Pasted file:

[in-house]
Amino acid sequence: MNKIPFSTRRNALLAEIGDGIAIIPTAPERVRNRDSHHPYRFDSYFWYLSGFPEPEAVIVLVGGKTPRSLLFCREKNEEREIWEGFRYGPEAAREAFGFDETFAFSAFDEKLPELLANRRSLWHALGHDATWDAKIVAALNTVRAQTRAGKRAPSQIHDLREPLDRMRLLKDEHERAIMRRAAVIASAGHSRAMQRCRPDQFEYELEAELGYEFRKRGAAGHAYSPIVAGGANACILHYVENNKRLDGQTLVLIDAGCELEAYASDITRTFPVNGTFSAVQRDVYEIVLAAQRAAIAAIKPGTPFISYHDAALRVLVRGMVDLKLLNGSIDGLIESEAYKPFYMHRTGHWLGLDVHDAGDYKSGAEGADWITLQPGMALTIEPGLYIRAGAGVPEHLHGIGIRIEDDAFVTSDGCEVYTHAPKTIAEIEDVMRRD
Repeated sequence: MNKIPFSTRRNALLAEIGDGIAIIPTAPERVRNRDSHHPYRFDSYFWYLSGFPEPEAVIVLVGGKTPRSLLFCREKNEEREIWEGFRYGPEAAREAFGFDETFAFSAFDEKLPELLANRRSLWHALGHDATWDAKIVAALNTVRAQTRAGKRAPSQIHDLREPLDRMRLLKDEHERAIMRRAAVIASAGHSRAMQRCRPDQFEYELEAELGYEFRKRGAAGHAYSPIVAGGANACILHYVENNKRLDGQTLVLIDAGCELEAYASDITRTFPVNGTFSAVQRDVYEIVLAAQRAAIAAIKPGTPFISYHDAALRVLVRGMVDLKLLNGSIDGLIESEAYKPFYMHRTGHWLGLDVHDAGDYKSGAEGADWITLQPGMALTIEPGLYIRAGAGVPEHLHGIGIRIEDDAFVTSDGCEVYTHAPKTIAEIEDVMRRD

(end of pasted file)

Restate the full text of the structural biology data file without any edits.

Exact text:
[in-house]
Amino acid sequence: MNKIPFSTRRNALLAEIGDGIAIIPTAPERVRNRDSHHPYRFDSYFWYLSGFPEPEAVIVLVGGKTPRSLLFCREKNEEREIWEGFRYGPEAAREAFGFDETFAFSAFDEKLPELLANRRSLWHALGHDATWDAKIVAALNTVRAQTRAGKRAPSQIHDLREPLDRMRLLKDEHERAIMRRAAVIASAGHSRAMQRCRPDQFEYELEAELGYEFRKRGAAGHAYSPIVAGGANACILHYVENNKRLDGQTLVLIDAGCELEAYASDITRTFPVNGTFSAVQRDVYEIVLAAQRAAIAAIKPGTPFISYHDAALRVLVRGMVDLKLLNGSIDGLIESEAYKPFYMHRTGHWLGLDVHDAGDYKSGAEGADWITLQPGMALTIEPGLYIRAGAGVPEHLHGIGIRIEDDAFVTSDGCEVYTHAPKTIAEIEDVMRRD
Repeated sequence: MNKIPFSTRRNALLAEIGDGIAIIPTAPERVRNRDSHHPYRFDSYFWYLSGFPEPEAVIVLVGGKTPRSLLFCREKNEEREIWEGFRYGPEAAREAFGFDETFAFSAFDEKLPELLANRRSLWHALGHDATWDAKIVAALNTVRAQTRAGKRAPSQIHDLREPLDRMRLLKDEHERAIMRRAAVIASAGHSRAMQRCRPDQFEYELEAELGYEFRKRGAAGHAYSPIVAGGANACILHYVENNKRLDGQTLVLIDAGCELEAYASDITRTFPVNGTFSAVQRDVYEIVLAAQRAAIAAIKPGTPFISYHDAALRVLVRGMVDLKLLNGSIDGLIESEAYKPFYMHRTGHWLGLDVHDAGDYKSGAEGADWITLQPGMALTIEPGLYIRAGAGVPEHLHGIGIRIEDDAFVTSDGCEVYTHAPKTIAEIEDVMRRD